The Most Perfect Thing God Created

I hope you all had a good summer. I am one of the few happy to say goodbye to summer. If you know me then you know that I am not a fan of the summer months. I am pleased to welcome the autumn—my favorite time of the year. Summer days wind down around Labor Day this week, followed by the birthday of the Mother of God. I hope you will celebrate the day on Tuesday.

Mother Teresa very succinctly said: “No Mary, no Jesus.” Quite correct! What if Mary had said “no” to the Angel Gabriel’s Annunciation request to bring forth the Savior?
No Incarnation at Christmas, no redemption at Easter Resurrection. It all hinged upon her response.

And so September 8 is the day in which Saint Anne gave birth to the sinless Mary who would one day bring forth the only Son of God. Pope Benedict XVI wrote “her soul was the place from which God was able to gain access into humanity.” Mary becomes then the very bridge between the Old Testament and the New Testament. The anticipation of the Old Testament for the Messiah was now fulfilled in Christ. This great feast day has been   celebrated in the church ever since the 7th century, when St. Andrew wrote “this is the day that the Creator of the world constructed His temple.” Such beautiful imagery: Mary is the temple, built by the Creator, in which the Creator would dwell.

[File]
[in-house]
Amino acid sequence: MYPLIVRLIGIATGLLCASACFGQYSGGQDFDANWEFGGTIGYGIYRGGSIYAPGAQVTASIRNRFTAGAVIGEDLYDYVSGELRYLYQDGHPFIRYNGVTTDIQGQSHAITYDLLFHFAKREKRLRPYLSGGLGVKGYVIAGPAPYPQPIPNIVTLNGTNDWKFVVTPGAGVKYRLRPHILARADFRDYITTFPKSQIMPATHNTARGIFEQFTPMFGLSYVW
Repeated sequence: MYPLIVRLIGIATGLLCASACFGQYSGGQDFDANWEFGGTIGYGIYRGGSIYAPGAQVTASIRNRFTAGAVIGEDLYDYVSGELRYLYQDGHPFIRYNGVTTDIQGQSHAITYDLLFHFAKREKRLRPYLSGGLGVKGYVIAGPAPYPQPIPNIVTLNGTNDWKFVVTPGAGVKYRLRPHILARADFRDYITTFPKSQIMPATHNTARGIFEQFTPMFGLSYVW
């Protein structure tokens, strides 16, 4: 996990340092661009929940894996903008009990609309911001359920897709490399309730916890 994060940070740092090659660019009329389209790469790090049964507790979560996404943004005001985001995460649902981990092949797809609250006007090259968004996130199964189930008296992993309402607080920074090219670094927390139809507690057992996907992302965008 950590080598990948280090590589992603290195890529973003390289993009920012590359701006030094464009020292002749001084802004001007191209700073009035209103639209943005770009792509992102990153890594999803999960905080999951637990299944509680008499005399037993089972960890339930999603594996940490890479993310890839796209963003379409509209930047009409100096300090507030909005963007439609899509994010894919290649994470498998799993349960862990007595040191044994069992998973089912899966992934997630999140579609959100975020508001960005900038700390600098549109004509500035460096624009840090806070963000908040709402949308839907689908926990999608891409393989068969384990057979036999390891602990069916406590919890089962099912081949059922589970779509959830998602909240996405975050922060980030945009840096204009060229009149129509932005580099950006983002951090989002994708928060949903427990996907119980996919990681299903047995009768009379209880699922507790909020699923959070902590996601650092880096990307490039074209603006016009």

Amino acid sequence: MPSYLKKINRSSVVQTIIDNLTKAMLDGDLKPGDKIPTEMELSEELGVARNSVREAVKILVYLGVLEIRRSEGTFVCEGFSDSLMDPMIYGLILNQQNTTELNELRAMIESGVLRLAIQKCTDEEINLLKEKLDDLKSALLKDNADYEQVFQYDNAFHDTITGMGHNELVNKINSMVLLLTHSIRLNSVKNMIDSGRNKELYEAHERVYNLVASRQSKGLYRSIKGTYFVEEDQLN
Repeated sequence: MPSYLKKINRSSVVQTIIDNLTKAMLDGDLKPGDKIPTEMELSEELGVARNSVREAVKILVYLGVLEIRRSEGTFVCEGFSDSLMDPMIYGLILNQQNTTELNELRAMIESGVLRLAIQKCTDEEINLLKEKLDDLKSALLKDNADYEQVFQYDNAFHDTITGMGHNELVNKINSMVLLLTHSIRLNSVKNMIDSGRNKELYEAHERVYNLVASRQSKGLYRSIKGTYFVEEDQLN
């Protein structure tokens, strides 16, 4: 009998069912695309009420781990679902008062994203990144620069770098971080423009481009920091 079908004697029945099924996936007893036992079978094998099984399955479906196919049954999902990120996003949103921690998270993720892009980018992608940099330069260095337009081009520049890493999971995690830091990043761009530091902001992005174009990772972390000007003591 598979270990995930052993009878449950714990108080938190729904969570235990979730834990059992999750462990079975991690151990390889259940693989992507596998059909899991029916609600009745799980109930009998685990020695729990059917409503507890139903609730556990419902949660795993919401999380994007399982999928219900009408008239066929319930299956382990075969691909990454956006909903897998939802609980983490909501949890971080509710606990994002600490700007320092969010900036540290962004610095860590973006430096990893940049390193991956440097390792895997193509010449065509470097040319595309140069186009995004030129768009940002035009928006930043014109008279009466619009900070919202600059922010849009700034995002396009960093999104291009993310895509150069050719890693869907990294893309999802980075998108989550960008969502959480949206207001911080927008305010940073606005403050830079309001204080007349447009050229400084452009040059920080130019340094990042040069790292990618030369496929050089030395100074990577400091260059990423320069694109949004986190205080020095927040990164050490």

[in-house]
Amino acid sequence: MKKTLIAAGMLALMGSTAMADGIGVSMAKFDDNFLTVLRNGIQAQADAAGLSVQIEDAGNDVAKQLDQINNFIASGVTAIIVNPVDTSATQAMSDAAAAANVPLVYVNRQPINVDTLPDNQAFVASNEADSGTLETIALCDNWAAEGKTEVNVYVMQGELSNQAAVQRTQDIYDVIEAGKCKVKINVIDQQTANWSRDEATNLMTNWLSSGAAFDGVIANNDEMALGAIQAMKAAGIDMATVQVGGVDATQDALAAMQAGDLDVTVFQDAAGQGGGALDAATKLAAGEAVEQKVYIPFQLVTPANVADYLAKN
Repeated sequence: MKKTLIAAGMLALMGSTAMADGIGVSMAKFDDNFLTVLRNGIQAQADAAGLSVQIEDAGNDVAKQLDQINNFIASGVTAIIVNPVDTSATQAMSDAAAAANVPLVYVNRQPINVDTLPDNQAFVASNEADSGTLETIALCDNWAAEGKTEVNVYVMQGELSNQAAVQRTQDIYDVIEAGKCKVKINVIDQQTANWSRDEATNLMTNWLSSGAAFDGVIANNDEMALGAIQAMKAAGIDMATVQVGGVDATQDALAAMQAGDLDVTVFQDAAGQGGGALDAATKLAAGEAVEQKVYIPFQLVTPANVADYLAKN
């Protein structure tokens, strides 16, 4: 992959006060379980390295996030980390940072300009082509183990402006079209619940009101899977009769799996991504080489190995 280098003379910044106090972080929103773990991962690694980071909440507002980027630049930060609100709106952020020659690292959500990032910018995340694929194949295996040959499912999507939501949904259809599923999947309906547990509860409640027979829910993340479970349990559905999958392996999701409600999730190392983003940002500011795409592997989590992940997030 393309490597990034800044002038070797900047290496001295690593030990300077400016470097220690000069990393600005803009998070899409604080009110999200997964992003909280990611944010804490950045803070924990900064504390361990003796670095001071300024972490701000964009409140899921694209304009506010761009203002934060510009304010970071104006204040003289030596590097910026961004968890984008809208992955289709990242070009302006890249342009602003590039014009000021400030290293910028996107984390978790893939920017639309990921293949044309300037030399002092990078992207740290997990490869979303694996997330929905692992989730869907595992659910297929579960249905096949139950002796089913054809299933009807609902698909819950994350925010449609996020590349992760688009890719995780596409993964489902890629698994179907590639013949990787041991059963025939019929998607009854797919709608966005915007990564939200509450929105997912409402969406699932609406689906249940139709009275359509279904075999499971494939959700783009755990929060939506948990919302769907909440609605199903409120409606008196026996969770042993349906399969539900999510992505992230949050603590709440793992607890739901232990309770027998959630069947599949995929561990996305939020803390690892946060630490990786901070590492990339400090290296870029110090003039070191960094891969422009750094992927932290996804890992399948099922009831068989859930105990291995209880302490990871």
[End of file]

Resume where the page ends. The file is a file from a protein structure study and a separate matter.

There are only 2 saints whose birthdays the church celebrates: Mary and John the Baptist. Usually the saint’s feast day is on the day the saint entered into heaven at death. But the church celebrates the nativity of John and the nativity of Mary because of the unique role that each of these played in salvation. Both John the Baptist and Mary’s roles were directly essential to bring forth the Lord into the world. John was to announce and herald the one given to us by Mary herself.

“No Mary, no Jesus.” Those 4 words pretty much sum up the importance of this great feast day. The 12th century Cistercian abbot St. Bernard wrote that “Mary is the most perfect thing that God created. She is what we were supposed to have been.” And so, the church celebrates the birth of the one from whom would spring forth the Savior of the world.


Fr. Gerard Gordon